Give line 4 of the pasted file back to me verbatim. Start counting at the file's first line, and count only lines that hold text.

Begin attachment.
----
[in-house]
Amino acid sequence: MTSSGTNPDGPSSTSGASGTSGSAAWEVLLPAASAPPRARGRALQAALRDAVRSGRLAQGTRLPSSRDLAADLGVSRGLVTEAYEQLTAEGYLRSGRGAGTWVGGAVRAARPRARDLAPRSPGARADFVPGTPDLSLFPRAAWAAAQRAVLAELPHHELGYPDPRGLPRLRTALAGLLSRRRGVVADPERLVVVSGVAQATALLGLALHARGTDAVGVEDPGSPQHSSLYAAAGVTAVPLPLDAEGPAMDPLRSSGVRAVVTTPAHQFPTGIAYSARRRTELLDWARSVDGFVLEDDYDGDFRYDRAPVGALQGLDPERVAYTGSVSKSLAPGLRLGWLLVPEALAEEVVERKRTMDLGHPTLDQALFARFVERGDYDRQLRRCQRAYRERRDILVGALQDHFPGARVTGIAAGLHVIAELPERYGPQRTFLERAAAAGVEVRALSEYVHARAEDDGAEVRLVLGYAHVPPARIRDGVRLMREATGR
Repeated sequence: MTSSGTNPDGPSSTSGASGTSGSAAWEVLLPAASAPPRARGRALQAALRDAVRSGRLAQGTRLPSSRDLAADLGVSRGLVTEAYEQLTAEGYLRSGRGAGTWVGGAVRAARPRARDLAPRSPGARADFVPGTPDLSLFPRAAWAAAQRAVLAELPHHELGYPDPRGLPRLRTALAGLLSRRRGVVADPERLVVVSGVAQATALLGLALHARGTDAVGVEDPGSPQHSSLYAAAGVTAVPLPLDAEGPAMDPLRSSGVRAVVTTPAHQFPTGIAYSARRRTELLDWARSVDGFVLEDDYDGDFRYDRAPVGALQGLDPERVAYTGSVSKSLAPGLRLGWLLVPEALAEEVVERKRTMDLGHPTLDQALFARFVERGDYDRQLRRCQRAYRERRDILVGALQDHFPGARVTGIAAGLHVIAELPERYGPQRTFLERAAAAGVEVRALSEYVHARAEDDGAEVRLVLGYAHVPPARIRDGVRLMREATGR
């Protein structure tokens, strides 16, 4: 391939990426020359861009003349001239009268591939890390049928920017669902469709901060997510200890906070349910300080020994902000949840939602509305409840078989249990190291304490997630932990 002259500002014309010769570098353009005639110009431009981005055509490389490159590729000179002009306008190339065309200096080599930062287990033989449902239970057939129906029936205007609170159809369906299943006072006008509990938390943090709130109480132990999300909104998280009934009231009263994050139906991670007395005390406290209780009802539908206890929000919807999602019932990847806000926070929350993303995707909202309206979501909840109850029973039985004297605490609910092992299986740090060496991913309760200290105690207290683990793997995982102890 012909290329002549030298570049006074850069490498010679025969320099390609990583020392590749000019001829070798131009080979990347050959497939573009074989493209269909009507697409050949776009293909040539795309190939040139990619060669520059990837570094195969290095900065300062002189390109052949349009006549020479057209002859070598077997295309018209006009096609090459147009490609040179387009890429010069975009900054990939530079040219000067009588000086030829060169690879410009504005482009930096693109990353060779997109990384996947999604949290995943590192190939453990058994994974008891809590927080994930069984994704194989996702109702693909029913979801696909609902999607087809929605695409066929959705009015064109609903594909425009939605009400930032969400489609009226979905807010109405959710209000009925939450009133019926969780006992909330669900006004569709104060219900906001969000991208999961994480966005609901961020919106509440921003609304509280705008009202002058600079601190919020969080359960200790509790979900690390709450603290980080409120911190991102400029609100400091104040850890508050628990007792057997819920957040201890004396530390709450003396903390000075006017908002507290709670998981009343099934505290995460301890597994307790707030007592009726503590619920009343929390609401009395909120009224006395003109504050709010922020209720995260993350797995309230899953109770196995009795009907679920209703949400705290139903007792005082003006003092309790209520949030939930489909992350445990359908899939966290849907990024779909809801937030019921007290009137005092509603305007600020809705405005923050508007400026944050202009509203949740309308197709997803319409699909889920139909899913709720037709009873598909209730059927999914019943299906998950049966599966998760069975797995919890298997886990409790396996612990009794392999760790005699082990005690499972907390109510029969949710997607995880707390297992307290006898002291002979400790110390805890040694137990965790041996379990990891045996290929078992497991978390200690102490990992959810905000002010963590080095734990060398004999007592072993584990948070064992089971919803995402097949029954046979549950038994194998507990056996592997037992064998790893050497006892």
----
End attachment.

């Protein structure tokens, strides 16, 4: 391939990426020359861009003349001239009268591939890390049928920017669902469709901060997510200890906070349910300080020994902000949840939602509305409840078989249990190291304490997630932990 002259500002014309010769570098353009005639110009431009981005055509490389490159590729000179002009306008190339065309200096080599930062287990033989449902239970057939129906029936205007609170159809369906299943006072006008509990938390943090709130109480132990999300909104998280009934009231009263994050139906991670007395005390406290209780009802539908206890929000919807999602019932990847806000926070929350993303995707909202309206979501909840109850029973039985004297605490609910092992299986740090060496991913309760200290105690207290683990793997995982102890 012909290329002549030298570049006074850069490498010679025969320099390609990583020392590749000019001829070798131009080979990347050959497939573009074989493209269909009507697409050949776009293909040539795309190939040139990619060669520059990837570094195969290095900065300062002189390109052949349009006549020479057209002859070598077997295309018209006009096609090459147009490609040179387009890429010069975009900054990939530079040219000067009588000086030829060169690879410009504005482009930096693109990353060779997109990384996947999604949290995943590192190939453990058994994974008891809590927080994930069984994704194989996702109702693909029913979801696909609902999607087809929605695409066929959705009015064109609903594909425009939605009400930032969400489609009226979905807010109405959710209000009925939450009133019926969780006992909330669900006004569709104060219900906001969000991208999961994480966005609901961020919106509440921003609304509280705008009202002058600079601190919020969080359960200790509790979900690390709450603290980080409120911190991102400029609100400091104040850890508050628990007792057997819920957040201890004396530390709450003396903390000075006017908002507290709670998981009343099934505290995460301890597994307790707030007592009726503590619920009343929390609401009395909120009224006395003109504050709010922020209720995260993350797995309230899953109770196995009795009907679920209703949400705290139903007792005082003006003092309790209520949030939930489909992350445990359908899939966290849907990024779909809801937030019921007290009137005092509603305007600020809705405005923050508007400026944050202009509203949740309308197709997803319409699909889920139909899913709720037709009873598909209730059927999914019943299906998950049966599966998760069975797995919890298997886990409790396996612990009794392999760790005699082990005690499972907390109510029969949710997607995880707390297992307290006898002291002979400790110390805890040694137990965790041996379990990891045996290929078992497991978390200690102490990992959810905000002010963590080095734990060398004999007592072993584990948070064992089971919803995402097949029954046979549950038994194998507990056996592997037992064998790893050497006892």